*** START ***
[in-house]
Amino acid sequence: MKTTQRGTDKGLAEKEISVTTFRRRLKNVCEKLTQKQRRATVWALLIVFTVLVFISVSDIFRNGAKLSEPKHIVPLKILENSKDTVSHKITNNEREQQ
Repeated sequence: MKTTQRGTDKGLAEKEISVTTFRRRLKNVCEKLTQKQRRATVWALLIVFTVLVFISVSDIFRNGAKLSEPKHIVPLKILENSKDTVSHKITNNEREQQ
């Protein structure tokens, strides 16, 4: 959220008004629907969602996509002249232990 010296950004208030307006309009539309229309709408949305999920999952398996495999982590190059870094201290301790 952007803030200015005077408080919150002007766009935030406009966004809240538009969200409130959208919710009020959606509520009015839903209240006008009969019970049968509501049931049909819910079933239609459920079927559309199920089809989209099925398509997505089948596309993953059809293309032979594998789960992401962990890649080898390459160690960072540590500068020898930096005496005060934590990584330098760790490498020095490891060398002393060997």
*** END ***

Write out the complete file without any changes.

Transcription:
[in-house]
Amino acid sequence: MKTTQRGTDKGLAEKEISVTTFRRRLKNVCEKLTQKQRRATVWALLIVFTVLVFISVSDIFRNGAKLSEPKHIVPLKILENSKDTVSHKITNNEREQQ
Repeated sequence: MKTTQRGTDKGLAEKEISVTTFRRRLKNVCEKLTQKQRRATVWALLIVFTVLVFISVSDIFRNGAKLSEPKHIVPLKILENSKDTVSHKITNNEREQQ
């Protein structure tokens, strides 16, 4: 959220008004629907969602996509002249232990 010296950004208030307006309009539309229309709408949305999920999952398996495999982590190059870094201290301790 952007803030200015005077408080919150002007766009935030406009966004809240538009969200409130959208919710009020959606509520009015839903209240006008009969019970049968509501049931049909819910079933239609459920079927559309199920089809989209099925398509997505089948596309993953059809293309032979594998789960992401962990890649080898390459160690960072540590500068020898930096005496005060934590990584330098760790490498020095490891060398002393060997």